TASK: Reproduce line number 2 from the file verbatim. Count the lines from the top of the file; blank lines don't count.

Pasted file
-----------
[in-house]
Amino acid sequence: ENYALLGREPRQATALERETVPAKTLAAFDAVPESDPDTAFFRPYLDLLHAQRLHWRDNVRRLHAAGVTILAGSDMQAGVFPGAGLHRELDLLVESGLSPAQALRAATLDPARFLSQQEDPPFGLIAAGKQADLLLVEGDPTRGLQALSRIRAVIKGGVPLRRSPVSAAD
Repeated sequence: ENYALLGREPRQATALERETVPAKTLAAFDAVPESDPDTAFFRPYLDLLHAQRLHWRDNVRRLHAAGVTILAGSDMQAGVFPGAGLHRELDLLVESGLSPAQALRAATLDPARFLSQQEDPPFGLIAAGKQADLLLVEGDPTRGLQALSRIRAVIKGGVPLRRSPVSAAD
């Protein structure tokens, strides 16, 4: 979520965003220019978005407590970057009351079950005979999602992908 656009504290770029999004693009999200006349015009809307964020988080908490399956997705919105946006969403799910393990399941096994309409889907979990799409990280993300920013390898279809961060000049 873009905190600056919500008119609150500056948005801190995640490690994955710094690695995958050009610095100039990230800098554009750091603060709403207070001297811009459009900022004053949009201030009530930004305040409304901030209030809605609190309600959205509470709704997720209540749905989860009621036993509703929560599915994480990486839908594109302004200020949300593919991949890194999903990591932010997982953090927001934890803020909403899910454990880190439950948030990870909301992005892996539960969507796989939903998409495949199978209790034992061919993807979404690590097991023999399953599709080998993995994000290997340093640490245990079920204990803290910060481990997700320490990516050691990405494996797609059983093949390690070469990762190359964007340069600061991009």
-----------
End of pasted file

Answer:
Amino acid sequence: ENYALLGREPRQATALERETVPAKTLAAFDAVPESDPDTAFFRPYLDLLHAQRLHWRDNVRRLHAAGVTILAGSDMQAGVFPGAGLHRELDLLVESGLSPAQALRAATLDPARFLSQQEDPPFGLIAAGKQADLLLVEGDPTRGLQALSRIRAVIKGGVPLRRSPVSAAD